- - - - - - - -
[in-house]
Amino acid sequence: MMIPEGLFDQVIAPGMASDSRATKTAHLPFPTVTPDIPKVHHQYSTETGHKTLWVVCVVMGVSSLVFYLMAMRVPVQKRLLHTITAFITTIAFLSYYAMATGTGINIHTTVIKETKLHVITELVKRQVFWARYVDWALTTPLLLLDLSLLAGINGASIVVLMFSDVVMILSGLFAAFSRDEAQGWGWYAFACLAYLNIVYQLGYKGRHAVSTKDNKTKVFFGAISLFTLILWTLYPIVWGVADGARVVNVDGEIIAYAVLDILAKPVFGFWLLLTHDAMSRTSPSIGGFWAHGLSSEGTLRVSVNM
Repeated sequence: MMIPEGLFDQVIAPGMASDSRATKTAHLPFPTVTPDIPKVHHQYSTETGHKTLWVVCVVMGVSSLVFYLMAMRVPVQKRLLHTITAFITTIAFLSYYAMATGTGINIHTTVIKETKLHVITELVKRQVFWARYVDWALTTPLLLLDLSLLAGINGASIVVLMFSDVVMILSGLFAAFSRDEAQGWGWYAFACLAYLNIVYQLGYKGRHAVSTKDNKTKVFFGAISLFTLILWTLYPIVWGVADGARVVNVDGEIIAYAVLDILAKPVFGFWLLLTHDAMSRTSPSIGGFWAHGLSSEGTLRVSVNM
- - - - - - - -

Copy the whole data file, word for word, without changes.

[in-house]
Amino acid sequence: MMIPEGLFDQVIAPGMASDSRATKTAHLPFPTVTPDIPKVHHQYSTETGHKTLWVVCVVMGVSSLVFYLMAMRVPVQKRLLHTITAFITTIAFLSYYAMATGTGINIHTTVIKETKLHVITELVKRQVFWARYVDWALTTPLLLLDLSLLAGINGASIVVLMFSDVVMILSGLFAAFSRDEAQGWGWYAFACLAYLNIVYQLGYKGRHAVSTKDNKTKVFFGAISLFTLILWTLYPIVWGVADGARVVNVDGEIIAYAVLDILAKPVFGFWLLLTHDAMSRTSPSIGGFWAHGLSSEGTLRVSVNM
Repeated sequence: MMIPEGLFDQVIAPGMASDSRATKTAHLPFPTVTPDIPKVHHQYSTETGHKTLWVVCVVMGVSSLVFYLMAMRVPVQKRLLHTITAFITTIAFLSYYAMATGTGINIHTTVIKETKLHVITELVKRQVFWARYVDWALTTPLLLLDLSLLAGINGASIVVLMFSDVVMILSGLFAAFSRDEAQGWGWYAFACLAYLNIVYQLGYKGRHAVSTKDNKTKVFFGAISLFTLILWTLYPIVWGVADGARVVNVDGEIIAYAVLDILAKPVFGFWLLLTHDAMSRTSPSIGGFWAHGLSSEGTLRVSVNM